UBC Theses and Dissertations
Effects on performance scores between those Baccalaureate nursing students receiving videotaped performance feedback and those students receiving teacher feedback, while performing a specified psychomotor skill Collins, Angela Janet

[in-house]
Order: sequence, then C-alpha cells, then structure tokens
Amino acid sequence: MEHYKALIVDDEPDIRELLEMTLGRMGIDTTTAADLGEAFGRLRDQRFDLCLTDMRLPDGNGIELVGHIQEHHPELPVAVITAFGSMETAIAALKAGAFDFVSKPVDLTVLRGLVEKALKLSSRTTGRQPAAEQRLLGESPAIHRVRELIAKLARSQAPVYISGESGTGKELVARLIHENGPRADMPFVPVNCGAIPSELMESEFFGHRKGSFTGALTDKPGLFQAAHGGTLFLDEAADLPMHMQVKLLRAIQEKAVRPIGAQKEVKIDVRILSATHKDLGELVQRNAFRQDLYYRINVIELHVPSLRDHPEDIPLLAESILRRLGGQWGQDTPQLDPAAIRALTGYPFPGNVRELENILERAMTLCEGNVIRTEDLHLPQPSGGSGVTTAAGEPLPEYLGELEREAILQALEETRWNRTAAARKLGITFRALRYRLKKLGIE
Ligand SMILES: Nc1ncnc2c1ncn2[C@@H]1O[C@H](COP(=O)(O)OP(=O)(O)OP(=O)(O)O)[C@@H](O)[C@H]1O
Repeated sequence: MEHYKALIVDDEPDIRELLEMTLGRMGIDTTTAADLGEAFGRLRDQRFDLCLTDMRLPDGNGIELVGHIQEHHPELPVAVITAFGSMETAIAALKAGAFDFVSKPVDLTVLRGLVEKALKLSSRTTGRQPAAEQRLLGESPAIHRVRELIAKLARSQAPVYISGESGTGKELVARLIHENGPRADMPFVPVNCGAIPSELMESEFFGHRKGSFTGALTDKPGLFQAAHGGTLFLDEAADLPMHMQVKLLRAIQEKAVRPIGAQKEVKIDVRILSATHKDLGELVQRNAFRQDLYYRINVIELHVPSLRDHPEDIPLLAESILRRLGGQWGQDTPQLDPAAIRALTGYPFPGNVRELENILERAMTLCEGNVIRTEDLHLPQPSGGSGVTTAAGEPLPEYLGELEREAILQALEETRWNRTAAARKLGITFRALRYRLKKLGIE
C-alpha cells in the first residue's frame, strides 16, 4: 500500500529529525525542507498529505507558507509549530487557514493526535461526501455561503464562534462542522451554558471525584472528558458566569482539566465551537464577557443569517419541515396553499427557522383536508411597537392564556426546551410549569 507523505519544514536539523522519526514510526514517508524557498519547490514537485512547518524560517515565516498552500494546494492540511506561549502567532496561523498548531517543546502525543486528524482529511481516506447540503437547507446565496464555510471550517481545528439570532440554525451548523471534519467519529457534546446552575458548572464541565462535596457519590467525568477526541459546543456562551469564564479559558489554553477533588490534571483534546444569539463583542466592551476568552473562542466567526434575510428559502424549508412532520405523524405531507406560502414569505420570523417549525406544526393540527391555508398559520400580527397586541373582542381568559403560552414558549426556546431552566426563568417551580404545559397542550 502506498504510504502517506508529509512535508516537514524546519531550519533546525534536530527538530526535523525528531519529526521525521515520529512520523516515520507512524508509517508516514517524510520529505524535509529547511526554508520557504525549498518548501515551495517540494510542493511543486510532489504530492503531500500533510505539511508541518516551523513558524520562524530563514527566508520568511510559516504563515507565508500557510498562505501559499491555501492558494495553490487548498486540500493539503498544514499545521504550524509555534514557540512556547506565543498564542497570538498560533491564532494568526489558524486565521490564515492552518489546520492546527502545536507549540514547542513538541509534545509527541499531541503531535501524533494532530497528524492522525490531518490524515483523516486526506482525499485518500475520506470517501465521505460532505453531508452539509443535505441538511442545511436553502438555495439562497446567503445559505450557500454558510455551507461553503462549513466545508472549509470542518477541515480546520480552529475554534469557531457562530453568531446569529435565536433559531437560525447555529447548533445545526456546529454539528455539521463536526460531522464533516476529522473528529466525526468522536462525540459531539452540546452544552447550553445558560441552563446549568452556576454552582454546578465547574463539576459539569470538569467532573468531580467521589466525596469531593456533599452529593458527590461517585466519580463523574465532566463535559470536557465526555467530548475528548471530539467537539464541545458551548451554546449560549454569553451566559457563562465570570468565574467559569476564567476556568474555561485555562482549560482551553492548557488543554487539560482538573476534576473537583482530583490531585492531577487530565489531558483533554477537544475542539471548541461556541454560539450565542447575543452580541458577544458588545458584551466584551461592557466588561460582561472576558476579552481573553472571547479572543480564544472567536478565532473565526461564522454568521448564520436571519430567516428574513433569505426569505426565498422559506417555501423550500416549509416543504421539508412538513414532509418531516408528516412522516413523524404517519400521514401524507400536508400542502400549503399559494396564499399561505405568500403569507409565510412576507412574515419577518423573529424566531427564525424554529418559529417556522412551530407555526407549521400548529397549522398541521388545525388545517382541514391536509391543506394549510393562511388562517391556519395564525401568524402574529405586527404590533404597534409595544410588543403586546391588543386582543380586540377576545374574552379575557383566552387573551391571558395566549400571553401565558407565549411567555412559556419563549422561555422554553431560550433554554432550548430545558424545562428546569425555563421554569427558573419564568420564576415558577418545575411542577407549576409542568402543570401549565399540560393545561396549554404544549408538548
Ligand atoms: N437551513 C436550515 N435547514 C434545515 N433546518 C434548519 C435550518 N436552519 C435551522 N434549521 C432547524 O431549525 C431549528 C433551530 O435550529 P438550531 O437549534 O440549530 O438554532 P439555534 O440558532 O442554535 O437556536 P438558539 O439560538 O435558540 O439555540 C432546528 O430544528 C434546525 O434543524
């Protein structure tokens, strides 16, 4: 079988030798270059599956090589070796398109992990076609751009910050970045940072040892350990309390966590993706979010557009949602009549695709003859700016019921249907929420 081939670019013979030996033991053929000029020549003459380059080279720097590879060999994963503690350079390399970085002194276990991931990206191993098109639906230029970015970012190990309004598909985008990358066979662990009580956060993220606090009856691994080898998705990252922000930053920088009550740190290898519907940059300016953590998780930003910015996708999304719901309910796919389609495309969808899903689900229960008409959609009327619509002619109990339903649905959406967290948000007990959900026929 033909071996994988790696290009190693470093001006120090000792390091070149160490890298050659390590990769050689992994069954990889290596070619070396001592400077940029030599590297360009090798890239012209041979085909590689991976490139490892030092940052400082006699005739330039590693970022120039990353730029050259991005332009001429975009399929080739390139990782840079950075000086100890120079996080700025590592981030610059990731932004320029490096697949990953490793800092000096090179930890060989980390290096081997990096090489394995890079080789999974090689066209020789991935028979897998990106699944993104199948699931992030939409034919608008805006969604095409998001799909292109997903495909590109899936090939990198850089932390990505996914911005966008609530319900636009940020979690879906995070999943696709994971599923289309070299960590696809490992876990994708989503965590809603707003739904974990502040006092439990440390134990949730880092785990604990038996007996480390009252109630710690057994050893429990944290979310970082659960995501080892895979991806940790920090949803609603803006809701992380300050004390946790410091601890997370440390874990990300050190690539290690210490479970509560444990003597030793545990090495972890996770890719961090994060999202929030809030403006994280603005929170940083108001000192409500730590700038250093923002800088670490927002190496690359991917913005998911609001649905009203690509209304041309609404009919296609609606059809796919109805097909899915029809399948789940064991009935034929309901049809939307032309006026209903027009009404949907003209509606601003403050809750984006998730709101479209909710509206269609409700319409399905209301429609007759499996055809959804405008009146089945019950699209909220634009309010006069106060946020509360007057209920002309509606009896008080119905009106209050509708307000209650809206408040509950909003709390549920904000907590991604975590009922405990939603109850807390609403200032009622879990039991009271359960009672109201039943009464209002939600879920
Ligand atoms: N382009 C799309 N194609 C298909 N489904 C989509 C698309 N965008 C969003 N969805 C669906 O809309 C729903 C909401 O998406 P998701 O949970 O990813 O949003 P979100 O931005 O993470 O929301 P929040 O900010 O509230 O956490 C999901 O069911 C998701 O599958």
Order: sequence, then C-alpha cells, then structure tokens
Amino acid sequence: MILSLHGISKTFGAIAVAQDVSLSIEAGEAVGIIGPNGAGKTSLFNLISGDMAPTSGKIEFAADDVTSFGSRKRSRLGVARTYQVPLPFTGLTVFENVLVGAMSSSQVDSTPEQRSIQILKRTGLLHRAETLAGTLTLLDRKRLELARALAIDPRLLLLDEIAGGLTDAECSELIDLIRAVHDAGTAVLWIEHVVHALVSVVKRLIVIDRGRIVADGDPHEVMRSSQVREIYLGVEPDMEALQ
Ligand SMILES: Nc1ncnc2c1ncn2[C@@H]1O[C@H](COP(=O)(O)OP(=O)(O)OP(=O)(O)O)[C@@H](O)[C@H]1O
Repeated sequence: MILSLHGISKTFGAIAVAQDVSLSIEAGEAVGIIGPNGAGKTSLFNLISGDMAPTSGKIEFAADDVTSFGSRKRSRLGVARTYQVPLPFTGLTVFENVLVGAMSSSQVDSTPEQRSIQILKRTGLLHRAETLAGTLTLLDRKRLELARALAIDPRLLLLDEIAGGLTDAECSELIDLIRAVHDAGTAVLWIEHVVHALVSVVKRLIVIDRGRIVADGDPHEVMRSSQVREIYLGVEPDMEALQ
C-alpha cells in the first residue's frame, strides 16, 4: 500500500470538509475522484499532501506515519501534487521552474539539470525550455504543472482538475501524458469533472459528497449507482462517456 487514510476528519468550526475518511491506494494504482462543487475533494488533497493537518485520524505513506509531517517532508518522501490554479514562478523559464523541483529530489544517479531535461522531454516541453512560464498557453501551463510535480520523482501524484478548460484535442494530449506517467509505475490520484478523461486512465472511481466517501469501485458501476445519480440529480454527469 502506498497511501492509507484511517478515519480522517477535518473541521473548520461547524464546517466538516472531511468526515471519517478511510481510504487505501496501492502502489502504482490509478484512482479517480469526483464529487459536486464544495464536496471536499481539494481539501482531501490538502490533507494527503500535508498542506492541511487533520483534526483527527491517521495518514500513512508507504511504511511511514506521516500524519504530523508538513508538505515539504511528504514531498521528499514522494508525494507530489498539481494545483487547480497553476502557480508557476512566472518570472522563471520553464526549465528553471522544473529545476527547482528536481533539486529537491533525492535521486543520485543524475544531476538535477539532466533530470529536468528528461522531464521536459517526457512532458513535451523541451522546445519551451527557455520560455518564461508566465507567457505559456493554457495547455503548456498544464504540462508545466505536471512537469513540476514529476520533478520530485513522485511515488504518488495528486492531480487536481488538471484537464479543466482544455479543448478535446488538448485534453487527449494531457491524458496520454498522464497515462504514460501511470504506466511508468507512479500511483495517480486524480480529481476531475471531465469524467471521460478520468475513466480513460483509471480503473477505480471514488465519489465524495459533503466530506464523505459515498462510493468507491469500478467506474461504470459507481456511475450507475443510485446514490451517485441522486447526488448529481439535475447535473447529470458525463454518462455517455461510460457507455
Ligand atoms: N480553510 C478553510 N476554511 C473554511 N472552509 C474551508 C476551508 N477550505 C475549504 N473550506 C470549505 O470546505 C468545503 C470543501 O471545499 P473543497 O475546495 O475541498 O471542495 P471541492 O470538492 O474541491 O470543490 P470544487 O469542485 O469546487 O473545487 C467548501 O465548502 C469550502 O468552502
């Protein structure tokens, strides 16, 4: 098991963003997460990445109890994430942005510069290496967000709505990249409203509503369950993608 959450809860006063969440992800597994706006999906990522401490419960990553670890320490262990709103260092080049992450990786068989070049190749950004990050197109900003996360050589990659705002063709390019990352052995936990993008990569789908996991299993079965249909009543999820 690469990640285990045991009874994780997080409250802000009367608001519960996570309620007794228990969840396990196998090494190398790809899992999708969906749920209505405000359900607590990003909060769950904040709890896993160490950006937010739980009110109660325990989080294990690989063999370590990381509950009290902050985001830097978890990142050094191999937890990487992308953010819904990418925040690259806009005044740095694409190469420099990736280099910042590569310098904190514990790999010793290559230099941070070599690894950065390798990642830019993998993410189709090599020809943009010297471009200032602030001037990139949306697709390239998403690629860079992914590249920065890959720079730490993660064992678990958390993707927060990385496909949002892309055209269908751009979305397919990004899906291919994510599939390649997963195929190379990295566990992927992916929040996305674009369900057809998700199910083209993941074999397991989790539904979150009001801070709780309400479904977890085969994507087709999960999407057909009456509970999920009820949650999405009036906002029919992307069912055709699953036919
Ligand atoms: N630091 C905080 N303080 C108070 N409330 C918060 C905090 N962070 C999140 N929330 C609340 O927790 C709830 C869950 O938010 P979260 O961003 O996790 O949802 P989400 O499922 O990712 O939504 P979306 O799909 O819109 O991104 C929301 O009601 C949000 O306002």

The purpose of this study was to explore the question: does the use of a videotaped recording of a nursing student's performance of a psychomotor skill, with subsequent review by the student, enhance that student's performance? In order to answer this question, a quasi-experimental study was carried out. The psychomotor skill selected for testing was that of transferring a client from a bed to a wheelchair. Prior to the study, subjects had completed a learning module on the skill. Sixteen first year baccalaureate nursing students were randomly placed into an experimental or comparison group. Following this, the investigator taught the specified skill employing the teaching techniques of demonstration and discussion. A videotape was made of all subjects performing the skill to provide a data base and determine sample homogeneity. The two groups then received their respective feedback treatments. Eight students in the experimental group received a videotape of their performance, along with a performance check-list to assist them in the review of their videotapes. Eight students in the comparison group received teacher feedback during their skill performance. The teacher was guided by the same performance check-list used by the experimental group subjects. After a period of eleven or twelve days, depending on the group, the experimental and comparison groups returned for a final videotaped test performance. Seven subjects in each group completed the test performance. A questionnaire was completed by the fourteen subjects at this time. This was an attempt to gather data on selected characteristics of the learner, believed to affect psychomotor skill learning. Students did not view the data base or final test performance videotapes. One rater scored these performances using the performance check-list. The scores were compared to determine similarities and differences between the videotaped feedback and teacher feedback groups. The questionnaire responses were tabulated and interpreted within the analysis of the score results. When the gain scores between the data base and final test performances were compared, no significant differences were found between the experimental and comparison groups. Analysis of the data base mean scores revealed that no significant differences existed between the groups. This indicated sample homogeneity before the feedback treatments were given. Gain scores within each group did not show significant differences. With the lack of significant differences in the gain scores between groups, it was concluded that videotaped performance feedback was as effective as teacher feedback.
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